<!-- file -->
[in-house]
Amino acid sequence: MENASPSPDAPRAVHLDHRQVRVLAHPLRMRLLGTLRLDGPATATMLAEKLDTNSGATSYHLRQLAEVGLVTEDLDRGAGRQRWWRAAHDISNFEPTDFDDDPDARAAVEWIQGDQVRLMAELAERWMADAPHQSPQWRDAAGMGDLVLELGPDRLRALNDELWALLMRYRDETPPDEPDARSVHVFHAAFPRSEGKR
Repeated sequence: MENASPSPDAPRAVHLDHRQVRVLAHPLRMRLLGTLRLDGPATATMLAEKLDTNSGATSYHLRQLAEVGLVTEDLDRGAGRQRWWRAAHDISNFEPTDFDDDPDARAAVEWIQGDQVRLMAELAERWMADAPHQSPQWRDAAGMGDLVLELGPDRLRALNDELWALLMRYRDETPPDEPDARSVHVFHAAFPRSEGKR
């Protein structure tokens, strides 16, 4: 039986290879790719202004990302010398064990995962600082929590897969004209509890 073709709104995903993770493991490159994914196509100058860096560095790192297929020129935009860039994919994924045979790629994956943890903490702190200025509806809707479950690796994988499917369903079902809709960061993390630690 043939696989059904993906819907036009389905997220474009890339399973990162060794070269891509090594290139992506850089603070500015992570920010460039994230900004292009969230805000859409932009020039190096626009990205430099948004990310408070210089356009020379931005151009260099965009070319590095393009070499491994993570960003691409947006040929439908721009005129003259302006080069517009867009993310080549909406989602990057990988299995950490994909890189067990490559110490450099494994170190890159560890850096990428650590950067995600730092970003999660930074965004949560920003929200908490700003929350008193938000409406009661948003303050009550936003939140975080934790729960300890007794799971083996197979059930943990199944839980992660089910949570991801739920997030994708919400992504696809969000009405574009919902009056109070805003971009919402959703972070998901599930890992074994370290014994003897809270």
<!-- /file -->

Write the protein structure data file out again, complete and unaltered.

[in-house]
Amino acid sequence: MENASPSPDAPRAVHLDHRQVRVLAHPLRMRLLGTLRLDGPATATMLAEKLDTNSGATSYHLRQLAEVGLVTEDLDRGAGRQRWWRAAHDISNFEPTDFDDDPDARAAVEWIQGDQVRLMAELAERWMADAPHQSPQWRDAAGMGDLVLELGPDRLRALNDELWALLMRYRDETPPDEPDARSVHVFHAAFPRSEGKR
Repeated sequence: MENASPSPDAPRAVHLDHRQVRVLAHPLRMRLLGTLRLDGPATATMLAEKLDTNSGATSYHLRQLAEVGLVTEDLDRGAGRQRWWRAAHDISNFEPTDFDDDPDARAAVEWIQGDQVRLMAELAERWMADAPHQSPQWRDAAGMGDLVLELGPDRLRALNDELWALLMRYRDETPPDEPDARSVHVFHAAFPRSEGKR
């Protein structure tokens, strides 16, 4: 039986290879790719202004990302010398064990995962600082929590897969004209509890 073709709104995903993770493991490159994914196509100058860096560095790192297929020129935009860039994919994924045979790629994956943890903490702190200025509806809707479950690796994988499917369903079902809709960061993390630690 043939696989059904993906819907036009389905997220474009890339399973990162060794070269891509090594290139992506850089603070500015992570920010460039994230900004292009969230805000859409932009020039190096626009990205430099948004990310408070210089356009020379931005151009260099965009070319590095393009070499491994993570960003691409947006040929439908721009005129003259302006080069517009867009993310080549909406989602990057990988299995950490994909890189067990490559110490450099494994170190890159560890850096990428650590950067995600730092970003999660930074965004949560920003929200908490700003929350008193938000409406009661948003303050009550936003939140975080934790729960300890007794799971083996197979059930943990199944839980992660089910949570991801739920997030994708919400992504696809969000009405574009919902009056109070805003971009919402959703972070998901599930890992074994370290014994003897809270």